• Available mitigation strategies can deliver substantial emissions reductions, but additional options are needed to reach net zero. Limiting global warming to 2.7 degrees Fahrenheit above preindustrial levels requires a path to net-zero greenhouse gas emissions by 2050. Existing and planned fossil fuel infrastructure will produce emissions that will set the planet on a trajectory to exceed 2.7 degrees in the coming decades. Additional mitigation options need to be explored to reach net-zero emissions, and the United States will need to add new electricity-generating capacity, primarily wind and solar, faster than ever before.
  • Climate action is an opportunity to create a more resilient and just nation. In addition to reducing risks to current and future generations, climate action can result in a range of immediate or near-term benefits that outweigh the costs, with the potential to improve well-being, strengthen resilience, benefit the economy, and, in part, redress legacies of racism and injustice.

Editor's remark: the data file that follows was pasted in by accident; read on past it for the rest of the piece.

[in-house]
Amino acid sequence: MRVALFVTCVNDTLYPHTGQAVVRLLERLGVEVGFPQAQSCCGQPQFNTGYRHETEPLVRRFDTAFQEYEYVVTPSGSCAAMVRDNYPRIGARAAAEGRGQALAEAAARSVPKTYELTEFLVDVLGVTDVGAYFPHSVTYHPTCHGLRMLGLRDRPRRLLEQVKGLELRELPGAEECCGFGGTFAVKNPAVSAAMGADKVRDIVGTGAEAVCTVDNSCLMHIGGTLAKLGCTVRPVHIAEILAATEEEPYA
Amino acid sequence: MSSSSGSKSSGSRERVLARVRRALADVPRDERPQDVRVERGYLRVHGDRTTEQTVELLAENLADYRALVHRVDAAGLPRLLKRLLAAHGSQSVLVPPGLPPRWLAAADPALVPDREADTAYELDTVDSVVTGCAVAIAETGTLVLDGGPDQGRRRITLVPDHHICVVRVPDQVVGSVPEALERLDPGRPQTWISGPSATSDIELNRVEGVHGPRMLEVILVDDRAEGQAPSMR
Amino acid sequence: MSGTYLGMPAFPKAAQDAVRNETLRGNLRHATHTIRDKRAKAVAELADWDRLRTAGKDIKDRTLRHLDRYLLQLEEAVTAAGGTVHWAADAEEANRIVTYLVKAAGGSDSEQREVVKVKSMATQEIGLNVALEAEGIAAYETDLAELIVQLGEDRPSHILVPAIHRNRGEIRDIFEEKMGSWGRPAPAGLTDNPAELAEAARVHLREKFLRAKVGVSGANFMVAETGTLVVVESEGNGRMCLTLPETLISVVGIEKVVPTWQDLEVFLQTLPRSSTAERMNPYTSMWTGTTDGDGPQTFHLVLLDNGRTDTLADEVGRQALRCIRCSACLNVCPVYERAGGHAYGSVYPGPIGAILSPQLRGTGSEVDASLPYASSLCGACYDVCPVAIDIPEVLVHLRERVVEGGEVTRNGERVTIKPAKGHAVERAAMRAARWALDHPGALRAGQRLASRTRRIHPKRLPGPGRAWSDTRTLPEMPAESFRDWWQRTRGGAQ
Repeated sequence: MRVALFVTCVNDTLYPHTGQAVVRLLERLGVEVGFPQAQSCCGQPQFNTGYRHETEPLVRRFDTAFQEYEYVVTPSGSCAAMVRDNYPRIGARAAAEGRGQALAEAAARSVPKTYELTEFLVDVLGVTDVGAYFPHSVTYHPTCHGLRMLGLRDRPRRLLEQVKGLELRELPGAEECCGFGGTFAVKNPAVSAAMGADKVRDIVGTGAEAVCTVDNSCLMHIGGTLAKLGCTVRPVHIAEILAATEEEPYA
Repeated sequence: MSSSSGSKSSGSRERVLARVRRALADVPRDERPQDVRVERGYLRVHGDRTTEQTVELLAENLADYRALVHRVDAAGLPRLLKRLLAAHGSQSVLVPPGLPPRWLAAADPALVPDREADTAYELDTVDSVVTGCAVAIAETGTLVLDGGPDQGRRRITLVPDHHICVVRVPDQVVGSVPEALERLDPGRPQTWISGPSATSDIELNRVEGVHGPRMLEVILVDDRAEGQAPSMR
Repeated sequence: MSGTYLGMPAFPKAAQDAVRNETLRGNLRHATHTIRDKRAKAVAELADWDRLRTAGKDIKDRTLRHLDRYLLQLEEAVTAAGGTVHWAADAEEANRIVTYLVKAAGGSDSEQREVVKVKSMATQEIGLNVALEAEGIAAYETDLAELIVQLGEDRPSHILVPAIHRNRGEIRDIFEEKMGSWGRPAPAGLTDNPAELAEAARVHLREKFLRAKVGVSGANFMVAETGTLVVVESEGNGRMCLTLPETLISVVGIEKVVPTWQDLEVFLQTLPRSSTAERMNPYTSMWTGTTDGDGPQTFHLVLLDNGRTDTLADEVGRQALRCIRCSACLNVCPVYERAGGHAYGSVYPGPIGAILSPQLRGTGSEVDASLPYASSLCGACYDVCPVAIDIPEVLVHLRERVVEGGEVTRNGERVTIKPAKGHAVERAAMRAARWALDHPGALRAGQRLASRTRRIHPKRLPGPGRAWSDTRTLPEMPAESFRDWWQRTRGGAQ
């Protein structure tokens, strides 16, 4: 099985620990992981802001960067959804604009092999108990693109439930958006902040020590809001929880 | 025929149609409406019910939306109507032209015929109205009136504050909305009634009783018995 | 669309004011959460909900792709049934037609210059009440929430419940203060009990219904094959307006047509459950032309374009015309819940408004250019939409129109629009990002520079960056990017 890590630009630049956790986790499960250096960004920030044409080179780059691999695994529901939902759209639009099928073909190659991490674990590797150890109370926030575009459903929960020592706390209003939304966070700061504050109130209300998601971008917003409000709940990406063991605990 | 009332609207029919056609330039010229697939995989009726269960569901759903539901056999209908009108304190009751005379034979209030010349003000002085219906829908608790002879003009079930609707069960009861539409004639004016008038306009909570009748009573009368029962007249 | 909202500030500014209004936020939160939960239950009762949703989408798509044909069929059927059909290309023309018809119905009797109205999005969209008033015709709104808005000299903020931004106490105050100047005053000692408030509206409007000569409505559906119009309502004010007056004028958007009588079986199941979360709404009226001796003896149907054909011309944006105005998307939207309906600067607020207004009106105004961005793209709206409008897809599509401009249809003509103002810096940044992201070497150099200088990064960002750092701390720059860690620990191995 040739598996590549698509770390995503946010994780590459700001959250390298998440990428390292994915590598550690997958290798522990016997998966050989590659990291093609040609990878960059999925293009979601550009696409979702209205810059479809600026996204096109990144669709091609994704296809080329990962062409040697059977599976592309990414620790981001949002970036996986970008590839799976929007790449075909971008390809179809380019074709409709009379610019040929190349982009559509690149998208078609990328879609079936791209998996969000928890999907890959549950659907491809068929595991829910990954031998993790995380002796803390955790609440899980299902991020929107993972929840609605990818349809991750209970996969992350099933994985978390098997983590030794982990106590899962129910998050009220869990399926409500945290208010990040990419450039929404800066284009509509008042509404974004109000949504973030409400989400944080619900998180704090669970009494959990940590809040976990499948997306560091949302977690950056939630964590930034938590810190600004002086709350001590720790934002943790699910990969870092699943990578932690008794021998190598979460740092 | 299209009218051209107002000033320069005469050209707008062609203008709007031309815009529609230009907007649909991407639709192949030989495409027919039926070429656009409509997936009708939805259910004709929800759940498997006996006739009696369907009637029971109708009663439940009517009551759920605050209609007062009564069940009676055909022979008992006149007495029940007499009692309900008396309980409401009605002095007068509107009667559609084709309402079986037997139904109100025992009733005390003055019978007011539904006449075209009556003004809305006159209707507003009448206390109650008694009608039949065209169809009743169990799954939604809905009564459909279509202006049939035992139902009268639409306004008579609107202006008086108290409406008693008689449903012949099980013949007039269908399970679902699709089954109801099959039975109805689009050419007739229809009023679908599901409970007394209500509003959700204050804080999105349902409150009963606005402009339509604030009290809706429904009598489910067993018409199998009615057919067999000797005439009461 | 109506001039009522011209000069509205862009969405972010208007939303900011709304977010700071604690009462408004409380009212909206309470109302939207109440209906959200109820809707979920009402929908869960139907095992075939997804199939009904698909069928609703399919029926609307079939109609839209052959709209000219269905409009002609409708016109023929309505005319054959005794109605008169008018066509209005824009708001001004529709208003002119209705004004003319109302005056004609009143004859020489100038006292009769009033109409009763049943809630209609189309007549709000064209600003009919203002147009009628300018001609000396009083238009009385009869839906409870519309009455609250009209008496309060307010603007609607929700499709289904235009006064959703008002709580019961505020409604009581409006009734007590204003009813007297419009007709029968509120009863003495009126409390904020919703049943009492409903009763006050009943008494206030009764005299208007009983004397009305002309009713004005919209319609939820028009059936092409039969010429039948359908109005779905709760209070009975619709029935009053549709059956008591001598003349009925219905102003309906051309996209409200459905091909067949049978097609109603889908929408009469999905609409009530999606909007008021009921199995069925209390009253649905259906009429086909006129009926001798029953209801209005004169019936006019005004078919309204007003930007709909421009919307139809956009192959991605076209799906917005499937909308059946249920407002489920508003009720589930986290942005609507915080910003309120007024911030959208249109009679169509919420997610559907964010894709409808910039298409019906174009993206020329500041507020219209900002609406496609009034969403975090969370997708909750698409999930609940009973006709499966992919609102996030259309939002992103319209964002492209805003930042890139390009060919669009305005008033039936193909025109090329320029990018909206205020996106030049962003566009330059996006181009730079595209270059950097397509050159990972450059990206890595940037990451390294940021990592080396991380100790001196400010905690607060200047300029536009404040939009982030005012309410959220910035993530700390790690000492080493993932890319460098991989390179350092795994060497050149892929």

“The Assessment is a stark reminder that, if we don’t act with urgency to tackle the climate crisis, Americans will experience increased suffering at the mercy of a changing environment,” says U.S. Secretary of Energy Jennifer M. Granholm in a DOE news release. “A bright spot in the sober assessment of where we are and where we could end up is the work we have been doing collectively as a country to reduce emissions and deploy alternative energy sources. I am proud of the DOE experts who contributed to this report and provided us with this eye-opening look at the existential threat of climate change and the opportunities to curb its worst impacts.”

A crucial part of the report, says Ullrich, is the NCA5 Atlas—a powerful and interactive tool that allows stakeholders, scientists, and the general public to examine the NCA5’s downscaled data. The data that fed the NCA5 Atlas was validated in a recently released DOE-funded report entitled Validation of LOCA2 and STAR-ESDM Statistically Downscaled Products. The analysis in this report provides evidence to support the use of this data by decision-makers.